[Gluster-devel] solutions for split brain situation
mark at mark.mielke.cc
Fri Sep 18 00:27:13 UTC 2009
On 09/17/2009 06:47 PM, Stephan von Krawczynski wrote:
> Way above in this discussion I told that we only talk about the first/primary
> subvolume/backend for simplicity. It makes no sense to check a journal if I
> can stat the real file which I have to do anyway if an open/create arrives -
> and we are talking exactly about that. So please explain where is your assumed
> race? Really only a braindead implementation can race on an open. You can
> delay a flush on close (like writebehind), but you can obviously not delay an
> open neither r,rw nor create because you have to know if the file is a)
> existing and b) can be created if not. As long as you don't touch the backend
> you will not find out if a create may fail for disk-full or the like. It may
> as well fail because of access-privileges. whatever it is, you will not find a
> trusted answer without asking the backend, no journal will save you.
Like most backend storages, the backend storage includes the data pages,
the metadata, AND the journal. "Without asking the backend" and "no
journal will save you" are not not understanding that the backend
*includes* the journal.
A scenario which should make this clear: Let's say the file a.c is
removed a from a 2-node replication cluster. Something like the
following should occur: Step 1 is to lock the resource. Step 2 is to
record the intent to remove on each node. Step 3 is to remove on each
node. Step 4 is to clear the intent from each node. Step 5 is to unlock
the resource. Now, let's say that one node is not accessible during this
process and it comes back up later. After it comes back up, should a
process that happens to see the file does not exist on node 1, but does
exist on node 2. Should the file exist or not? I don't know if GlusterFS
even does this correctly - but if it does, the file should NOT exist.
There should be sufficient information, probably in the journal, to show
that the file was *removed*, and therefore, even if one node still has
the file, the journal tells us that the file was removed. The self-heal
operation should remove the file from the node that was down as soon as
the discrepancy is detected.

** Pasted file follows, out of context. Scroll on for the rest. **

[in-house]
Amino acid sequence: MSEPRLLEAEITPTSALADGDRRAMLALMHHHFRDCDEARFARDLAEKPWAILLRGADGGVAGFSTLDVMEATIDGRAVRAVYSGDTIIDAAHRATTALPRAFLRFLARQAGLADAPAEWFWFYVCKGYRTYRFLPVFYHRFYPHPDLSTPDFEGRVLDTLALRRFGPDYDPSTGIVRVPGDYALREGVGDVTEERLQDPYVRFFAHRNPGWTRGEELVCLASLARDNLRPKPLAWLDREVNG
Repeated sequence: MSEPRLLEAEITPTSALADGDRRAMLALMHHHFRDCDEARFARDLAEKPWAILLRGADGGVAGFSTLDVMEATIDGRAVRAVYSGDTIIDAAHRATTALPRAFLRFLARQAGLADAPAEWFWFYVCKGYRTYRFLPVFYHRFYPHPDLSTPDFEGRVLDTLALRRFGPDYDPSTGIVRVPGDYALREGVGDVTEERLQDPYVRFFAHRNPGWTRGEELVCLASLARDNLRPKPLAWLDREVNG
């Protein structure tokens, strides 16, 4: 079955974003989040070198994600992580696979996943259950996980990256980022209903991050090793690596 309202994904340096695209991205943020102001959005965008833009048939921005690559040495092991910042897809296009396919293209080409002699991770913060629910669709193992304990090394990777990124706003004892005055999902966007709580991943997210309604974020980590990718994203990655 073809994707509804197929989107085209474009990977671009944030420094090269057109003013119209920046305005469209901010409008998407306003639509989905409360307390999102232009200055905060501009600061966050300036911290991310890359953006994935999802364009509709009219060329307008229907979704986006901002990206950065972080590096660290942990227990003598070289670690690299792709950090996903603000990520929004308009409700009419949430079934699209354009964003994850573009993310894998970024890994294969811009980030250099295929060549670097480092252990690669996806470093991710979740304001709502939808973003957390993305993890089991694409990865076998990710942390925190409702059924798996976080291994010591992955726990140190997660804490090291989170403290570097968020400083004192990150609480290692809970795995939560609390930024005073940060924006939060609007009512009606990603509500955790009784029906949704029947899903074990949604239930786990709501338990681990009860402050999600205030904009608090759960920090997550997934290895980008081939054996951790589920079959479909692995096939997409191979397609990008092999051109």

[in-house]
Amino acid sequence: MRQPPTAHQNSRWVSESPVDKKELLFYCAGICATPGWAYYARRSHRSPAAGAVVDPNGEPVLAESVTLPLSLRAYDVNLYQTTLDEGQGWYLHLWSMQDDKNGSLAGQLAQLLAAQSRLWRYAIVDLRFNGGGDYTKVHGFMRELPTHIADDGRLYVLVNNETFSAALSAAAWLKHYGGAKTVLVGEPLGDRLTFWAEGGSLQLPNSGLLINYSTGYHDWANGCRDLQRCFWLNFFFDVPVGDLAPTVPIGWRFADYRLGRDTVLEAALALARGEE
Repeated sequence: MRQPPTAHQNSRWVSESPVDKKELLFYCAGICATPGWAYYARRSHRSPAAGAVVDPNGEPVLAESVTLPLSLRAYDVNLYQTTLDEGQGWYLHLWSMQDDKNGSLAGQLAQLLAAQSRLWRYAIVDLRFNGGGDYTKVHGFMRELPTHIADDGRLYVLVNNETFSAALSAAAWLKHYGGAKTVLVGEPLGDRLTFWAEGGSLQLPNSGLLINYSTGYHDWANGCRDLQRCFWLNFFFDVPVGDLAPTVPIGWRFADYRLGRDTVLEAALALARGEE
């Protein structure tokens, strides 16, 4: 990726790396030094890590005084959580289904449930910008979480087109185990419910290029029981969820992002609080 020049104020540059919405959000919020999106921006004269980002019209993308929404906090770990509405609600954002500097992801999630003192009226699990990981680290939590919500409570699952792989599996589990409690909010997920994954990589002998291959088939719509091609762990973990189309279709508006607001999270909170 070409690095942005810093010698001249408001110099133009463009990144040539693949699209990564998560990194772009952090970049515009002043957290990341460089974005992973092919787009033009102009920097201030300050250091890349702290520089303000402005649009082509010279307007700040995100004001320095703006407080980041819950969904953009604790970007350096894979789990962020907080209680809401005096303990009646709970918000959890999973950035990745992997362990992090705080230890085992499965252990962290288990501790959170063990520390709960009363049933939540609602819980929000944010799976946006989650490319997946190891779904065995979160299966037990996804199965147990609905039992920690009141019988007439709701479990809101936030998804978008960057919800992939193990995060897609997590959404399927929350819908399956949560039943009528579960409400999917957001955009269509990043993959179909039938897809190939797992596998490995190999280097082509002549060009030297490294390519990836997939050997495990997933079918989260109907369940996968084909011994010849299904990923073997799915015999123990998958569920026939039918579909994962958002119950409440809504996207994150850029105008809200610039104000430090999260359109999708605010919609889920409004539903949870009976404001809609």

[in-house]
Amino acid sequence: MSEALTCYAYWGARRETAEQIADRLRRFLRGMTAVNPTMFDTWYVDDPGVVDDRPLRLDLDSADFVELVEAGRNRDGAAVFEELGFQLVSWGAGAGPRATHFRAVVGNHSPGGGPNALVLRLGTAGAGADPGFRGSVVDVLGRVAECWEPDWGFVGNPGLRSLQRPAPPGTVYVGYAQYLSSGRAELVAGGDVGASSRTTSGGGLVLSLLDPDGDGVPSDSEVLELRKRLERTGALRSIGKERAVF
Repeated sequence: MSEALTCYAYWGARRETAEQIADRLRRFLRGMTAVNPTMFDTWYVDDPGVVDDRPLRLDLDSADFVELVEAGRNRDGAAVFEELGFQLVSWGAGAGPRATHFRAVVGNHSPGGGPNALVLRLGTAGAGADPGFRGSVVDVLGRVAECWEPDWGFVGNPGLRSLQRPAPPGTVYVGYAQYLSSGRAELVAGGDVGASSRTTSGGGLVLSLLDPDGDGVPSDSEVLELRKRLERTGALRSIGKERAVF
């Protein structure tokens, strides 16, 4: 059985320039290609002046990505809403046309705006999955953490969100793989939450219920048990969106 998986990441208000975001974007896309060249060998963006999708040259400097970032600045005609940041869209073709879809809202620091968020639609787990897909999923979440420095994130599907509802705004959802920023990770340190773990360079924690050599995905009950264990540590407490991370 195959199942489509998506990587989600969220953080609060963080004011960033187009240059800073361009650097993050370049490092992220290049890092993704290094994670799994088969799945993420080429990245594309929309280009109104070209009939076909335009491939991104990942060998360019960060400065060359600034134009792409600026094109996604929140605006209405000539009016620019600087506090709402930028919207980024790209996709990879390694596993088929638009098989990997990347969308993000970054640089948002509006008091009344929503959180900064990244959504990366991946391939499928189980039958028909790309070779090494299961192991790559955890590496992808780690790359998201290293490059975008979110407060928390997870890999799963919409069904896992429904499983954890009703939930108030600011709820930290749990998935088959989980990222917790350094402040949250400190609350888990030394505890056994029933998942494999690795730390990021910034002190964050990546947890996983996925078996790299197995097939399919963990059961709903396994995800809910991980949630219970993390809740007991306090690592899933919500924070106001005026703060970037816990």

The point here, is that the journal SHOULD be consulted. If you think
otherwise, I think you are not looking for a reliable replication
cluster that implements POSIX guarantees.
I think GlusterFS doesn't provide all of these guarantees as well as it
should, but I have not done the full testing to expose how correct or
incorrect it is in various cases. As it is, I just received a problem
where a Java program trying to use file locking failed in a GlusterFS
mount point, but succeeded in /var/tmp, so although I still think
GlusterFS has potentially - I'm slowly backing down from what production
data I am willing to store in it. It's unfortunate that this solution
space seems so immature. I'm still switching back and forth between
wondering if I should push / help GlusterFS into solving all of the
problems, or just write my own solution.
My favourite solution is a mostly asynchronous master-master approach,
where each node can fall out of date from the other, as long as they
touch different data, but that changes that do touch the same data
become serialized. Unfortunately, this also requires the most clever
implementation strategy as well, and clever can take time or exceptional
>>> Read again: I said "and not going over glusterfs for some unknown reason."
>>> "unkown reason" means that I can think of some for myself but tend to believe
>>> there may be lots of others. My personal reason nr 1 is the soft migration
>> See my comment about writing a program to set up the xattr metadata for you
> How about using the code that is there - inside glusterfsd.
> It must be there, else you would not be able to mount an already populated
> backend for the first time. Did you try? I did.
This could mean that GlusterFS is too lax with regard to consistency
guarantees. If files can appear in the background, and magically be
shown - this indicates that GlusterFS is not enforcing use through the
mount point, which introduces the potential for inconsistent or faulty
results. You are asking for it to guess what you want, without seeing
that what you are asking for is incompatible with provisions for any
guarantee of a consistent view. That "it works" is actually more
concerning to me that justifying over your position. To me it says it's
one more potential problem that I might hit in the future. A file that
should be removed magically re-appears - how is this a good thing?
Mark Mielke<mark at mielke.cc>
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